What is a Bonnet Roof?

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Bonnet roofs, although an unusual type of roof style, are a good choice for a home with a large, open-sided porch. Bonnet roofs are particularly popular in the French Vernacular style of architecture.

Identification

  • Bonnet roofs are a modification of hip (also known as "hipped") roofs. In hip roofs, unlike gable roofs, all sides of the roof slope down to meet the walls of the house. Because of this, all the walls in a house with a hip roof are the same height.
    Bonnet roofs are characterized by two slopes on all four sides of the structure, with the upper slope much steeper than the bottom slope. The bottom slope is often used to cover an open-sided porch that surrounds the building and is useful in shielding the house from bad weather or heat. Because this bottom portion of the roof looks like a large eave, bonnet roofs are often referred to as a "kicked eaves" roof, and give the house a visored look.

Features

  • Bonnet roofs share many of the advantages and disadvantages of other types of hip roofs. For instance, hip roofs are excellent choices for houses in areas that experience high wind or hurricane conditions because they are less likely than gable roofs to be severely damaged or ripped off. They also provide more shelter from the sun and rain and are easier to attach gutters to.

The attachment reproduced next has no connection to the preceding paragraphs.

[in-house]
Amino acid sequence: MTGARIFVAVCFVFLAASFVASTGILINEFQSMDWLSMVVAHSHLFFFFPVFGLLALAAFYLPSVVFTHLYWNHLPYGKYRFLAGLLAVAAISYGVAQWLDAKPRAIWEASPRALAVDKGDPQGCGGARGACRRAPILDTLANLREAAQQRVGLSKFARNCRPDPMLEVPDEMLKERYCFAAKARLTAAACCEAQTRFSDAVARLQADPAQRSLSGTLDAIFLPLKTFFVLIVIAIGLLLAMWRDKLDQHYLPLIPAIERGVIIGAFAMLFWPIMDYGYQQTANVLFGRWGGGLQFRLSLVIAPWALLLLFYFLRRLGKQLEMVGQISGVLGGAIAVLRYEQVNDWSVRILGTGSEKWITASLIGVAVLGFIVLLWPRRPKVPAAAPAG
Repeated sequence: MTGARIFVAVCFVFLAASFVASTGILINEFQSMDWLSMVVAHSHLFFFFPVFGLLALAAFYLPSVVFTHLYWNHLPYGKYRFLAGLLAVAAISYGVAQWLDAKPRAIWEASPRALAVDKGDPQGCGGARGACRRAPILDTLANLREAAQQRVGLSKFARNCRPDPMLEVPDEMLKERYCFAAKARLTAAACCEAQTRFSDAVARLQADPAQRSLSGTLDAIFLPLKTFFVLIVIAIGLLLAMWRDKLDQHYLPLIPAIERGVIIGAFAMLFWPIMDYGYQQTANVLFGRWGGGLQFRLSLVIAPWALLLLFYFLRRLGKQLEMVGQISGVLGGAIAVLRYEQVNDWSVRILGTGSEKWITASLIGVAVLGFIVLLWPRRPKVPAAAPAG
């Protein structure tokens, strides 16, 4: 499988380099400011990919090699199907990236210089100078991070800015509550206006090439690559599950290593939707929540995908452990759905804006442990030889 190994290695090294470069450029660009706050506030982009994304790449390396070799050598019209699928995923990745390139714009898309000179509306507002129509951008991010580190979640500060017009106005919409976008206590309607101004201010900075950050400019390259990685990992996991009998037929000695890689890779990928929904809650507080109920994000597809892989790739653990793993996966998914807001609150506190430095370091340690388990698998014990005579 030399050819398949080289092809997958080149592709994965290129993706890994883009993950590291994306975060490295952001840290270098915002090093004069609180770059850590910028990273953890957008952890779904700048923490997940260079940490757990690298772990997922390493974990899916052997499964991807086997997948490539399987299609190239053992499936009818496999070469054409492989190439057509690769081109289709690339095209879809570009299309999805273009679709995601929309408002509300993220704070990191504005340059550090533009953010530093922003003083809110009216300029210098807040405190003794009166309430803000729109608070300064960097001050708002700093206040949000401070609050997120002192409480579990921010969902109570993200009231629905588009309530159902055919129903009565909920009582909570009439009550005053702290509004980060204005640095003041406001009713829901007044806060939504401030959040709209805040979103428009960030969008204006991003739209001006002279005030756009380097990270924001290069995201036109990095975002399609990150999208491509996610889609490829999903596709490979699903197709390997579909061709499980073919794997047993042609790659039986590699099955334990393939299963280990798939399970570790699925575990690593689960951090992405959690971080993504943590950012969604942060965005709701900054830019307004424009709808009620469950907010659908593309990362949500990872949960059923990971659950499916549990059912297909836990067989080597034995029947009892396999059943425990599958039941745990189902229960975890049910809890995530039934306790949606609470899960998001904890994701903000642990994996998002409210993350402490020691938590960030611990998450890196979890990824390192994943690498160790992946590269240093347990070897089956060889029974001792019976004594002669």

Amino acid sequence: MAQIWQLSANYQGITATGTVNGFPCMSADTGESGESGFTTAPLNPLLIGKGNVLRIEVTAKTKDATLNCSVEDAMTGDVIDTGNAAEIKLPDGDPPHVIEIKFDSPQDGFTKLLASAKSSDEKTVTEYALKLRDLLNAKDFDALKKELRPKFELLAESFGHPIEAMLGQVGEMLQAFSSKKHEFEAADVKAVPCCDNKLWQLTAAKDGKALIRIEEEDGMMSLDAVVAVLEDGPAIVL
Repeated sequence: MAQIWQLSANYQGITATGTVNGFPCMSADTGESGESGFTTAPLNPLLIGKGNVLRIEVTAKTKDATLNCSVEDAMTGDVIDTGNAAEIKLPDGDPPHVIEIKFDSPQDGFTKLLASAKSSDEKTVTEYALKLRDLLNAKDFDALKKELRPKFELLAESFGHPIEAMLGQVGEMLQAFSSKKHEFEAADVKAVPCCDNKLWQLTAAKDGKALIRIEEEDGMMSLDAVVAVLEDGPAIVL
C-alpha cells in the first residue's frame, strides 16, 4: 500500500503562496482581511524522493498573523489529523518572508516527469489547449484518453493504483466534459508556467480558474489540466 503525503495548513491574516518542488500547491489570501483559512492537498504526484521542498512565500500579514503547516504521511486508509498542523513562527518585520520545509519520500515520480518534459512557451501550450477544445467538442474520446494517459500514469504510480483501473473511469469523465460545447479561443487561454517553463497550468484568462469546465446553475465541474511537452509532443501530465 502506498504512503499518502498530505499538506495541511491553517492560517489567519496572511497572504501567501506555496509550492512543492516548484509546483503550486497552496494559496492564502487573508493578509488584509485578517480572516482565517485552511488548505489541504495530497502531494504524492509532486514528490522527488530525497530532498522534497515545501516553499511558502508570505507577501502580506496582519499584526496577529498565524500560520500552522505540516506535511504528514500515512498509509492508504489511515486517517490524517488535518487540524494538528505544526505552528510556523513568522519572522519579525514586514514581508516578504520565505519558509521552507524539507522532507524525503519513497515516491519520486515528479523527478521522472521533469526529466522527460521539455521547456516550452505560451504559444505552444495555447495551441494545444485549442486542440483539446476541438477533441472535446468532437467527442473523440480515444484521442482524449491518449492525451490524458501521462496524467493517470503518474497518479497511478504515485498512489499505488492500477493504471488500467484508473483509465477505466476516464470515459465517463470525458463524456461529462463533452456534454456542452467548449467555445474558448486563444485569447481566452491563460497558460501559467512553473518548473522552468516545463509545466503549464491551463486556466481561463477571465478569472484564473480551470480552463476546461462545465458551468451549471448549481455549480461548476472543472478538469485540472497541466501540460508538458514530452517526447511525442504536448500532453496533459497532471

However, houses with hip roofs have less internal roof space so that maintenance can be difficult and attic storage space is greatly decreased.

Types

  • Bonnet roofs are only one modification of the typical hip roof. Other types of hip roofs include the simple hip roof, the pyramid hip roof, the cross hipped roof, the half hipped roof, and the dutch gable (actually a mix of both the gabled and hipped roof). Like the bonnet roof, all of these roofs have sides that slope directly down to meet the top of the building's walls.

Significance

  • Bonnet roofs are a major component of French Vernacular architecture, a style of architecture that reflects the influences of the Cajuns and the Creoles in the late 1700s. French Vernacular is found mainly in Louisiana and in towns that sprang up along the Mississippi River in the 18th century.
    The Cajuns were descended from Canadians that settled in Louisiana in the 1700s; the Creoles were descended from people of European ancestry in the Mississippi Valley, West Indies and Gulf Coast.

History

  • In the past, a variation of the bonnet roof style was used extensively as a popular style of roof for greenhouses. These roofs were used in Germany and Poland in the mid 1700s since they provided protection from the cold and rain during bad weather while reflecting and magnifying the sun's rays onto the plants within the structure during good weather.

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  • Photo Credit roofhelper.com; bp0.blogger.com; metmuseum.org; missourifolkloresociety.truman.edu; salvo.co.uk
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